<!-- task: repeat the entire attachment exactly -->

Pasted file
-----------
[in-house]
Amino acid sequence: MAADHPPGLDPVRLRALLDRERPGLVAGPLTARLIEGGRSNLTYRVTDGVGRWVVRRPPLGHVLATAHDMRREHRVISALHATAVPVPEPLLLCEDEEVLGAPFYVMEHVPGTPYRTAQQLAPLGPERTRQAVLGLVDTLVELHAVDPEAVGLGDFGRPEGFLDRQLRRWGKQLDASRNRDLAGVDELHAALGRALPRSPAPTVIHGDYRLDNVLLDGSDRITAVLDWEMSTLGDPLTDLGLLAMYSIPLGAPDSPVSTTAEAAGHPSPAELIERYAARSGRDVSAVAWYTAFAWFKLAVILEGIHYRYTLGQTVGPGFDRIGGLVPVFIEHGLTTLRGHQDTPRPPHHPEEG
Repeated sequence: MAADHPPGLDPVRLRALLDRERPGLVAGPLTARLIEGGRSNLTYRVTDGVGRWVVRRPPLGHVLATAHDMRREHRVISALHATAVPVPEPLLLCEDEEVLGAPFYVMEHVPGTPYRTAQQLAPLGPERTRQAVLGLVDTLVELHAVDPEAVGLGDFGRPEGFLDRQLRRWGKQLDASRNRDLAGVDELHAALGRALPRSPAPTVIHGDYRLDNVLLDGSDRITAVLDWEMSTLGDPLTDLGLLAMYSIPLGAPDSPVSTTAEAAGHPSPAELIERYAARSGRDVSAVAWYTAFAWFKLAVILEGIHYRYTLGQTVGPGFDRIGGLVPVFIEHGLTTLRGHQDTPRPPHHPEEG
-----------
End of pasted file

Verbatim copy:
[in-house]
Amino acid sequence: MAADHPPGLDPVRLRALLDRERPGLVAGPLTARLIEGGRSNLTYRVTDGVGRWVVRRPPLGHVLATAHDMRREHRVISALHATAVPVPEPLLLCEDEEVLGAPFYVMEHVPGTPYRTAQQLAPLGPERTRQAVLGLVDTLVELHAVDPEAVGLGDFGRPEGFLDRQLRRWGKQLDASRNRDLAGVDELHAALGRALPRSPAPTVIHGDYRLDNVLLDGSDRITAVLDWEMSTLGDPLTDLGLLAMYSIPLGAPDSPVSTTAEAAGHPSPAELIERYAARSGRDVSAVAWYTAFAWFKLAVILEGIHYRYTLGQTVGPGFDRIGGLVPVFIEHGLTTLRGHQDTPRPPHHPEEG
Repeated sequence: MAADHPPGLDPVRLRALLDRERPGLVAGPLTARLIEGGRSNLTYRVTDGVGRWVVRRPPLGHVLATAHDMRREHRVISALHATAVPVPEPLLLCEDEEVLGAPFYVMEHVPGTPYRTAQQLAPLGPERTRQAVLGLVDTLVELHAVDPEAVGLGDFGRPEGFLDRQLRRWGKQLDASRNRDLAGVDELHAALGRALPRSPAPTVIHGDYRLDNVLLDGSDRITAVLDWEMSTLGDPLTDLGLLAMYSIPLGAPDSPVSTTAEAAGHPSPAELIERYAARSGRDVSAVAWYTAFAWFKLAVILEGIHYRYTLGQTVGPGFDRIGGLVPVFIEHGLTTLRGHQDTPRPPHHPEEG